Making your own guide to tracks will help you remember them much better than reading about them!

The video above shows an easy way to make a flip book. Create a page or two for each animal you are interested in. You can use some of the animal information above to start (as well as some of the deer signs we wrote about last week).

For example, on a page about coyotes, you might:

  • Draw a picture of a coyote track
  • Note the size of the track (how many inches wide and tall is it?)
  • Write about the habitat where coyotes live
  • Write down a place or time when you found a coyote track
  • Anything else you can think of!

Many naturalists keep personal nature guides like this to help them learn and reflect on what they find outside. Be creative and enjoy making a personal key to help you practice tracking in the woods!

Observe wildlife on our trail cams

Watch some videos that interest you. Try notice everything you can about the animal’s behavior.

  • What do you think the animal was doing?
  • How is the animal acting ?
  • What else do you notice about the trail cam?
  • If you would set up your own trail cam outside, where would you set it up and why?

Think about what you saw. Can you use what you saw to make any hypotheses about that animal or its behavior?

A hypothesis is an idea or explanation based on evidence or observations. It usually needs more testing before you are sure it is true.

For example, I found bobcat scat (poop) with mouse bones on a nearby beaver dam.

My hypothesis is that the bobcat was drawn to the beaver dam because it is good place to hunt mice.

But this might or might not be true! Can you think of other hypotheses that might explain the scat on the dam? How could we test my hypothesis to see if it is true?

Good luck with the activities & look forward to seeing all of you young naturalists on Friday!

Distance Learning Uncategorized Young Naturalists Club

Virtual Field Trip: Halloween Special on Fear in Nature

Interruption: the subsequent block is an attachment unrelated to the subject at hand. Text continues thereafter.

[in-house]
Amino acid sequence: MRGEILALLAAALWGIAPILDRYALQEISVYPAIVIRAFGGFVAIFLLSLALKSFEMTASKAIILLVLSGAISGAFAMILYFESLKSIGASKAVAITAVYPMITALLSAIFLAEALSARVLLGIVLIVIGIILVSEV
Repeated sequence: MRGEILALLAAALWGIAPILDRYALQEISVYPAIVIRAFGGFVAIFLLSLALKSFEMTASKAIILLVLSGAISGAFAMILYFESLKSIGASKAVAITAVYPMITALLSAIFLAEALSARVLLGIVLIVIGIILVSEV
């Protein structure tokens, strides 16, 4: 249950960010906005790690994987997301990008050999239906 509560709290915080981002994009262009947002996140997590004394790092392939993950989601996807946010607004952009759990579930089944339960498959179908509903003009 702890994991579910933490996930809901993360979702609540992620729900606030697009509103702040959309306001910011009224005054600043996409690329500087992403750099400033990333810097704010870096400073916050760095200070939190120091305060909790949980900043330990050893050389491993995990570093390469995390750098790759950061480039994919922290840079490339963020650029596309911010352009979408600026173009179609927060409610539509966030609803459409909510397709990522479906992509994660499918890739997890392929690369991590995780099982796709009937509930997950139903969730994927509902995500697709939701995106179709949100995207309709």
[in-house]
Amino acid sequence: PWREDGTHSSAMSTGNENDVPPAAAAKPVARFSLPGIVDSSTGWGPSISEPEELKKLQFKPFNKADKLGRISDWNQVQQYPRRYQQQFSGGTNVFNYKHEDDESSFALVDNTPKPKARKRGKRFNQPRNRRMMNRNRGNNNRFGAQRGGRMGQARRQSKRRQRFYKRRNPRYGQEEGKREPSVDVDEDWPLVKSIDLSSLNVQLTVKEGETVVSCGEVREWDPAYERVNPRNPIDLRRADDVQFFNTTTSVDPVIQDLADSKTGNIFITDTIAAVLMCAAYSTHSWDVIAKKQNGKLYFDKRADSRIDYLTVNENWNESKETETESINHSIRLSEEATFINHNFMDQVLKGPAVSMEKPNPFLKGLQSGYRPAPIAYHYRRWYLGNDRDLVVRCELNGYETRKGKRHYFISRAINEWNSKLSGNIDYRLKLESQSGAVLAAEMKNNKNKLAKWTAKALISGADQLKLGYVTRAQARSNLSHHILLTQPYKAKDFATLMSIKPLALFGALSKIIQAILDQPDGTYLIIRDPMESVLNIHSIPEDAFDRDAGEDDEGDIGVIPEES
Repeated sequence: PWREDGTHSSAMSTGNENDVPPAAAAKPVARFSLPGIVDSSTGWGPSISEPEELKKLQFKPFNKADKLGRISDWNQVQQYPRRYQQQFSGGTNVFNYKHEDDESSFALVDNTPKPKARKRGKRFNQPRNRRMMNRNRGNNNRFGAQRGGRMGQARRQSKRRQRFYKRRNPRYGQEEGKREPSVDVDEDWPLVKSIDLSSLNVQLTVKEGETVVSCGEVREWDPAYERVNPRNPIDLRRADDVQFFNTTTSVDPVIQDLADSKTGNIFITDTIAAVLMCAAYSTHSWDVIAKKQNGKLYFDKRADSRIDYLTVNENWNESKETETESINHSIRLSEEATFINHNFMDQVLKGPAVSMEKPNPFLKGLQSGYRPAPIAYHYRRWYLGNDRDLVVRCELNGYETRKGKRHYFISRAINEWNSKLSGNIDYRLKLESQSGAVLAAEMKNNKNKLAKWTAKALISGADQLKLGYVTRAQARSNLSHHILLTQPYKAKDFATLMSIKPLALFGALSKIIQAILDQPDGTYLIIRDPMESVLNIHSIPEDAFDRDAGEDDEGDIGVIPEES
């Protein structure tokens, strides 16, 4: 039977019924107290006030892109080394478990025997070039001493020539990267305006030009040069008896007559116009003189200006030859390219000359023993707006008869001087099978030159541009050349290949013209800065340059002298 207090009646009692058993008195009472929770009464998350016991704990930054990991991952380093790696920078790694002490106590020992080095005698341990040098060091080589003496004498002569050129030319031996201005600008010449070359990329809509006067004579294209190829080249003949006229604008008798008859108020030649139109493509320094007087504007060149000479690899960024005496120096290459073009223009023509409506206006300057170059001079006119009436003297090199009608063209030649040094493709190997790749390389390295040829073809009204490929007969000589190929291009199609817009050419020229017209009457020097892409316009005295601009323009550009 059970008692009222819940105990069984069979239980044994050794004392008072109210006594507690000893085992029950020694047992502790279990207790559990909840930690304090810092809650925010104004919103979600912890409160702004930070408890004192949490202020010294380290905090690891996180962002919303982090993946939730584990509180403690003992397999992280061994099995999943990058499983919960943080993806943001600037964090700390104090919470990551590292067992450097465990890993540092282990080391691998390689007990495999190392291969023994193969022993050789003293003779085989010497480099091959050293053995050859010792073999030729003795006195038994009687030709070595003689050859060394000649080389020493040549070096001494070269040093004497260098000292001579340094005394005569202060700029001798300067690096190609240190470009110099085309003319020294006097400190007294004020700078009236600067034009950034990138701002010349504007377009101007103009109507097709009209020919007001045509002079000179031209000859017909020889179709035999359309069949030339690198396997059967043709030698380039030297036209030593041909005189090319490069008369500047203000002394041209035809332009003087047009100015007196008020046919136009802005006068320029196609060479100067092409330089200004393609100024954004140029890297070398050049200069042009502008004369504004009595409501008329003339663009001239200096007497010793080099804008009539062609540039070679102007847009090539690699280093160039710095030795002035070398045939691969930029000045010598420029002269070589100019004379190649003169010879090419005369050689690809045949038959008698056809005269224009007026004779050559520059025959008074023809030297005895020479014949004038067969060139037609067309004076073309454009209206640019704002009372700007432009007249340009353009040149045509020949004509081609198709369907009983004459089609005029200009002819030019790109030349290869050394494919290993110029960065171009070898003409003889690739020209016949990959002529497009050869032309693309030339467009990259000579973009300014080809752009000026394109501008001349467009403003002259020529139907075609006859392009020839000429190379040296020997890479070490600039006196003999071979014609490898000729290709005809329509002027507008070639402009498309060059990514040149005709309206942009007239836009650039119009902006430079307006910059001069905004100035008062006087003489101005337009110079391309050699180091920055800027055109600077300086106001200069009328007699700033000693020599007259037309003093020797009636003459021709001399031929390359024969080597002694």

What is fear?

Fear is a part of our everyday life. It may even have evolved because it is useful: fear helps us recognize danger, so that we can survive!

But sometimes, we are afraid even where there is not danger. Many people are afraid of spiders, the dark, or snakes. But you weren’t born with these fears. You learned them.

The best way to get over your fears? Learn about them! On this week’s virtual field trip, we’ll talk about spiders and other crawly creatures. Face your fears with us, and see if it changes your mind!


Attend the virtual field trip, Friday, October 30th at 10:30. Meet spiders and other crawly creatures.

Play the Spider Memory game! It will help you learn which Ohio spiders are harmless or venomous.

Interview a spider: Find a spider to observe. You may find it is more cool than scary.

Virtual Field Trip on Zoom: Friday, October 30 at 10:30am

I think this jumping spider is actually pretty cute.

Join us Halloween zoom special as we discuss many common outdoor fears! Learn what you should be careful of in the woods, and what is actually harmless.

We’ll meet a not-so-scary animal with no legs! And a few other animals with lots of legs. Spider expert Sarah Rose will visit to teach us about ways spiders hunt.

You are welcome to share what you are afraid of in nature, big or small.

Register for fall field trips!

~~We’ll post the recording of the event here by the following Monday.~~

Can’t make it? Read on to try some fear-conquering activities on your own!

Get to Know Ohio’s Spiders

a white-banded crab spider sitting in the center of a passionflower
Can you spot the white-banded crab spider in this picture? Darcy found it camouflaged on the passionflowers in her garden.